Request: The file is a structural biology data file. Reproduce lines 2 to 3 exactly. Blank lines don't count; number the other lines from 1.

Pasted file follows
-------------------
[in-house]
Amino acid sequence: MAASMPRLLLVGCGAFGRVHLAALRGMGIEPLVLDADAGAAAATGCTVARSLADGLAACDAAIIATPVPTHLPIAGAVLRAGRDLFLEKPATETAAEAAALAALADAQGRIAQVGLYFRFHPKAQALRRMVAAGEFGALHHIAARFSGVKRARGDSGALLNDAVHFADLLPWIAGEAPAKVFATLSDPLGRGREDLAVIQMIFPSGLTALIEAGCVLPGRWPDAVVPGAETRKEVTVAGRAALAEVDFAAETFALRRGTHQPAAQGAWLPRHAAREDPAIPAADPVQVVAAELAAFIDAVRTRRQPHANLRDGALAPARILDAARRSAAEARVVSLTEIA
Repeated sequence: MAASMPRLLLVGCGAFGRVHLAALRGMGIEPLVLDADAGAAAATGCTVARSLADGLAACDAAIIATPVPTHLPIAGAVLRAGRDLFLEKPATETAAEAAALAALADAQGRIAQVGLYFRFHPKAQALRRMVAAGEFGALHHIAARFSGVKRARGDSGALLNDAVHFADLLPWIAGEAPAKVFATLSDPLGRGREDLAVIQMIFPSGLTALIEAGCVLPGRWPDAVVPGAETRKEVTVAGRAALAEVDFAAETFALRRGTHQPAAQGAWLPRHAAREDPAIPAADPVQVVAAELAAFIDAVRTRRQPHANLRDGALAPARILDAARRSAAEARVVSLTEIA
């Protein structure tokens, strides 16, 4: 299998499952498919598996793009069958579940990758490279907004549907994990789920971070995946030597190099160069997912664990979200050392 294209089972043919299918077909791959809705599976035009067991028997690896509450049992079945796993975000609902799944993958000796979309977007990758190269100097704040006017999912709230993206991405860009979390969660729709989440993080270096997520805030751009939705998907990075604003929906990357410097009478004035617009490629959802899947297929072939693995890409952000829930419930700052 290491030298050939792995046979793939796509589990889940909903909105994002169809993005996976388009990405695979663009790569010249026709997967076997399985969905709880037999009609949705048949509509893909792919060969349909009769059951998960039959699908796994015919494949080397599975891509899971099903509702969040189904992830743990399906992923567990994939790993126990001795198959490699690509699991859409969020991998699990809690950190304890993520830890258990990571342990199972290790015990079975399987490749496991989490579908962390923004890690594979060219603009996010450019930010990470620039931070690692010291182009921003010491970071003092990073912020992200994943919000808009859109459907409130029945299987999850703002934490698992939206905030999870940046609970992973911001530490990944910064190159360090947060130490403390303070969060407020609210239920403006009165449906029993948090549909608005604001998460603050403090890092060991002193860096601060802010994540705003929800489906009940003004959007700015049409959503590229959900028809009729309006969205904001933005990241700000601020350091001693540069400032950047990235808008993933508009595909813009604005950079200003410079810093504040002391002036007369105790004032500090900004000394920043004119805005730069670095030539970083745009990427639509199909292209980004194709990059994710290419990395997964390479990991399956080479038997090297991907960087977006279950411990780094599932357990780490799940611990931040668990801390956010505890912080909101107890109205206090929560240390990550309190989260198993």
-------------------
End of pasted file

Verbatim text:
Amino acid sequence: MAASMPRLLLVGCGAFGRVHLAALRGMGIEPLVLDADAGAAAATGCTVARSLADGLAACDAAIIATPVPTHLPIAGAVLRAGRDLFLEKPATETAAEAAALAALADAQGRIAQVGLYFRFHPKAQALRRMVAAGEFGALHHIAARFSGVKRARGDSGALLNDAVHFADLLPWIAGEAPAKVFATLSDPLGRGREDLAVIQMIFPSGLTALIEAGCVLPGRWPDAVVPGAETRKEVTVAGRAALAEVDFAAETFALRRGTHQPAAQGAWLPRHAAREDPAIPAADPVQVVAAELAAFIDAVRTRRQPHANLRDGALAPARILDAARRSAAEARVVSLTEIA
Repeated sequence: MAASMPRLLLVGCGAFGRVHLAALRGMGIEPLVLDADAGAAAATGCTVARSLADGLAACDAAIIATPVPTHLPIAGAVLRAGRDLFLEKPATETAAEAAALAALADAQGRIAQVGLYFRFHPKAQALRRMVAAGEFGALHHIAARFSGVKRARGDSGALLNDAVHFADLLPWIAGEAPAKVFATLSDPLGRGREDLAVIQMIFPSGLTALIEAGCVLPGRWPDAVVPGAETRKEVTVAGRAALAEVDFAAETFALRRGTHQPAAQGAWLPRHAAREDPAIPAADPVQVVAAELAAFIDAVRTRRQPHANLRDGALAPARILDAARRSAAEARVVSLTEIA